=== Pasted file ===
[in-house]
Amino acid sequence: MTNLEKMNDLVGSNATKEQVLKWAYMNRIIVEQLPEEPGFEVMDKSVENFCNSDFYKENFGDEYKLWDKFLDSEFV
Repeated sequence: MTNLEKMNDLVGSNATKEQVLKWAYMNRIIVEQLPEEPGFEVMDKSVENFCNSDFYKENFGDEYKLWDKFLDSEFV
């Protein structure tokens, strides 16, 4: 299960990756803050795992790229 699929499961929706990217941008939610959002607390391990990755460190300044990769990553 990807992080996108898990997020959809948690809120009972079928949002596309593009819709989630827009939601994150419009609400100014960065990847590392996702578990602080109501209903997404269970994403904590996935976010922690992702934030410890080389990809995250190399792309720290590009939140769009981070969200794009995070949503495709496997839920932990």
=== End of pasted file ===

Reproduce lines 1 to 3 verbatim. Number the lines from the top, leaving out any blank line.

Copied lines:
[in-house]
Amino acid sequence: MTNLEKMNDLVGSNATKEQVLKWAYMNRIIVEQLPEEPGFEVMDKSVENFCNSDFYKENFGDEYKLWDKFLDSEFV
Repeated sequence: MTNLEKMNDLVGSNATKEQVLKWAYMNRIIVEQLPEEPGFEVMDKSVENFCNSDFYKENFGDEYKLWDKFLDSEFV